The life my father led on the boats so foreign so full of fury distracts me from my own. I tell him I am tossed and haunted, too, my skin has bruised from errant wood. But of course I haven’t lived it, I can’t understand North and South America and not America his specters of death receding then approaching once again. I misplaced my mother’s glasses. I mistook her shoes for the stray cats leaning against the butcher’s legs. For years I believed my mother didn't love me. War makes angles, flurries of bedside words. She smelled like the absence of the beautiful. No one knows if I’m alive. No one knows the day I died in the fish-seller’s off Hai Ba Trung. They recovered my trousers. They wept at my shoulders. Bad and lonely men abound North and South dismal and full of grace. They buried the bodies one by one and left me glowing to tell a story.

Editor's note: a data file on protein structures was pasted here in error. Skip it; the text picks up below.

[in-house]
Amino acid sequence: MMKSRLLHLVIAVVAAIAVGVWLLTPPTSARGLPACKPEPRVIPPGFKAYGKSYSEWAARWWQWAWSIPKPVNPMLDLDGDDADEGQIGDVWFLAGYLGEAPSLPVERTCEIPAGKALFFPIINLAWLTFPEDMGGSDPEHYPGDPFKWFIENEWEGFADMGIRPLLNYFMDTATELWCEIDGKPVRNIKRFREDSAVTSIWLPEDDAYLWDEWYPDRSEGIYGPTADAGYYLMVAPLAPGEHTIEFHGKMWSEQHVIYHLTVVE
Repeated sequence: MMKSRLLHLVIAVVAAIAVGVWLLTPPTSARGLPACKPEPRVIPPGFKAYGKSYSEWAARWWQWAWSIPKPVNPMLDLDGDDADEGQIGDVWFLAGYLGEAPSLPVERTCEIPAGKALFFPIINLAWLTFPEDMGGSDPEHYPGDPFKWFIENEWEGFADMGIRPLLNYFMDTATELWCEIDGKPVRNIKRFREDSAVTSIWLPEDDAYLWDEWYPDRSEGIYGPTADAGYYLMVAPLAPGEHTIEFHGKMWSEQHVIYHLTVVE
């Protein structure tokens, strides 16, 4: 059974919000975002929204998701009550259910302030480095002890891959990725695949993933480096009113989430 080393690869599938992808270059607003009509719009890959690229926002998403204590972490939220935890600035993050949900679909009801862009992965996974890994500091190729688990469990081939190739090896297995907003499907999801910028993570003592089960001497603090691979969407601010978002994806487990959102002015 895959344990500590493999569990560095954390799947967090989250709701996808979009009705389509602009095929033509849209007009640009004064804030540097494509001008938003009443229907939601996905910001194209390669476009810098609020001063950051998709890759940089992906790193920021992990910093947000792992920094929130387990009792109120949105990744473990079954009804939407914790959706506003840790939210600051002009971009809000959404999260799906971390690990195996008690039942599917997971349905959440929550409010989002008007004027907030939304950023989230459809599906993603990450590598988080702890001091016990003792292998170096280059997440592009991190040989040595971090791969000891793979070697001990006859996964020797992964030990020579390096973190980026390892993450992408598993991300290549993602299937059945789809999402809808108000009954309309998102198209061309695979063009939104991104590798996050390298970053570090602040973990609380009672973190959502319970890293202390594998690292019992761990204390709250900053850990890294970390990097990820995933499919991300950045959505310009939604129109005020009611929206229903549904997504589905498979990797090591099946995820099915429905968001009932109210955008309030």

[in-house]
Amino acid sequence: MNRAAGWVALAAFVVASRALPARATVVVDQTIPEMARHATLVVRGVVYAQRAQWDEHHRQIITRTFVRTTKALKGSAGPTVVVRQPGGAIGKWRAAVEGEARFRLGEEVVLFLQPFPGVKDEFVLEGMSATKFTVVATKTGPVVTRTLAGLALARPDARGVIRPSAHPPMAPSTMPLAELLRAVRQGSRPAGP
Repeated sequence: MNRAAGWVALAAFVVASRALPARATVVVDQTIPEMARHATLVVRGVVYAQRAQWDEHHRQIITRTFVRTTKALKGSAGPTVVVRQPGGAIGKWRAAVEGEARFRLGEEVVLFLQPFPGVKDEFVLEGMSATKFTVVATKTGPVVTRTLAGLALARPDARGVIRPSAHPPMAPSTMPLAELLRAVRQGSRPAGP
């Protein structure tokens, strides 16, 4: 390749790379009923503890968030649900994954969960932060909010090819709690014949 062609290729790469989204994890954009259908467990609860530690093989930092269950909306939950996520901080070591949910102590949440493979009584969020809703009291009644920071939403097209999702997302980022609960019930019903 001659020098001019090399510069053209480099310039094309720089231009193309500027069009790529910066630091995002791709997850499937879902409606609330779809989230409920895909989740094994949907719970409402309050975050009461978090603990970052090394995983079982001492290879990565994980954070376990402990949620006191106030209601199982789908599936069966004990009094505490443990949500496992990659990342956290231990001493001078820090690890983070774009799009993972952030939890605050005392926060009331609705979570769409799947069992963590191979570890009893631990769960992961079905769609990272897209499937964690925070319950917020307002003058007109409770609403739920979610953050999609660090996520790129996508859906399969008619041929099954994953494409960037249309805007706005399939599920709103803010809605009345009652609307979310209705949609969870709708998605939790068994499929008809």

Carl Boon is the author of the full-length collection Places & Names: Poems (The Nasiona Press, 2019). His poems have appeared in many journals and magazines, including Prairie Schooner, Posit, and The Maine Review. He received his Ph.D. in Twentieth-Century American Literature from Ohio University in 2007, and currently lives in Izmir, Turkey, where he teaches courses in American culture and literature at Dokuz Eylül University.